Road
Traffic drives on the left. All major roads are paved and many of the others have been improved, particularly in the southwest, although vast areas of the north still suffer from very poor communications. Care should be taken when leaving trunk roads as the surfaces of the lesser roads vary greatly in quality, particularly during the rainy season. There are petrol stations on most highways. The Kilifi Bridge linking Mombasa to Malindi has opened, serving as an alternative to the Kilifi ferry, and easing traffic flows to the northern circuit. Bus: City buses operate in Nairobi and Mombasa at reasonable prices. Peak hours should be avoided as buses get very crowded. Fares are paid to the conductor. There is a network of regular buses and shared minibuses (Matatu); the fares do not vary greatly, but buses tend to be the safer method of transport. All bus companies are privately run. In some towns the different bus services and the matatu share the same terminus. Taxi: Kenya is very well served by long-distance taxis, carrying up to seven passengers. The best services are between the capital and Mombasa and Nakuru. Taxis and minibuses are a convenient method of travel on the coast. Car hire: Self-drive and chauffeur-driven cars may be hired from a number of travel agents in Malindi, Mombasa and Nairobi. This can be expensive, and rates – particularly the mileage charges – can vary a good deal. Most companies insist that only 4-wheel-drive vehicles should be rented.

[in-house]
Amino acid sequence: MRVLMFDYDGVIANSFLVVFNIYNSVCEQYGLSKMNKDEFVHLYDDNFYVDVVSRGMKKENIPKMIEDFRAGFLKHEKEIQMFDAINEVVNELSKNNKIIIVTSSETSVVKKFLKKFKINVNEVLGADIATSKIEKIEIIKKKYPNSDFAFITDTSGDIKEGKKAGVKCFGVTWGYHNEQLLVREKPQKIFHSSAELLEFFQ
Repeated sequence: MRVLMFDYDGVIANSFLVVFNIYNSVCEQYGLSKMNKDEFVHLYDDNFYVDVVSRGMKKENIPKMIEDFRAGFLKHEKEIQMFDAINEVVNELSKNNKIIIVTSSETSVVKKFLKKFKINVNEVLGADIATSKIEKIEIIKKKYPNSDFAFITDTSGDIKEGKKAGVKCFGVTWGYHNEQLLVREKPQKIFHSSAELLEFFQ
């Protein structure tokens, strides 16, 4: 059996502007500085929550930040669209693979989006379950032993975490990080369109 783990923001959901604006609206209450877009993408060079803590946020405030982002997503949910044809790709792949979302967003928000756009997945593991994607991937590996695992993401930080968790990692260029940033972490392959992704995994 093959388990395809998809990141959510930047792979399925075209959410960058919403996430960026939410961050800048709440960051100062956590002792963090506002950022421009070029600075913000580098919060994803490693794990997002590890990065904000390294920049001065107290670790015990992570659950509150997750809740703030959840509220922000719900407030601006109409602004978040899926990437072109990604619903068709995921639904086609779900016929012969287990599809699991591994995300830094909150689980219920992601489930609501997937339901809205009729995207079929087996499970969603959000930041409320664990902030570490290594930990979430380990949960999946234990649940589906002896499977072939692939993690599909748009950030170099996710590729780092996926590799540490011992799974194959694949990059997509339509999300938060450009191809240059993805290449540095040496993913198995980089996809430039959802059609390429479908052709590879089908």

Tours and safaris:
Many tour companies in Nairobi offer package arrangements for visits to the game parks and other attractions. Before booking it is very important to know exactly what the all-in price provides. For further information contact Kenya Association of Tour Operators (KATO), PO Box 48461, 00100 Nairobi (tel: (20) 713 348 or 713 386;.

Documentation:
Visitors bringing in vehicles with registration other than Ugandan or Tanzanian must obtain an ‘International Circulation Permit’ from the Licensing Officer in Nairobi. This will be issued free of charge on production of a permit of customs duty receipt and a certificate of insurance. A full British driving license is valid, otherwise an International Driving Permit is required. For further details, apply to the Registrar of Motor Vehicles in Nairobi.

Urban
Bus: Nairobi and Mombasa have efficient bus systems. Single tickets are sold (by conductors), but monthly bus passes are also available from the Kenya Bus Offices in the city center. There are also unregulated Matatu, 12- to 25-seat light pick-ups and minibuses. These are often severely overloaded and badly driven and therefore should be used with caution.

Taxi:
Dial a Cab, Jatco and Kenatco run fleets of taxis and these are usually very reliable. The older yellow-band taxis do not have meters, so fares should be agreed in advance. A 10 per cent tip is expected. Taxis cannot be hailed in the street.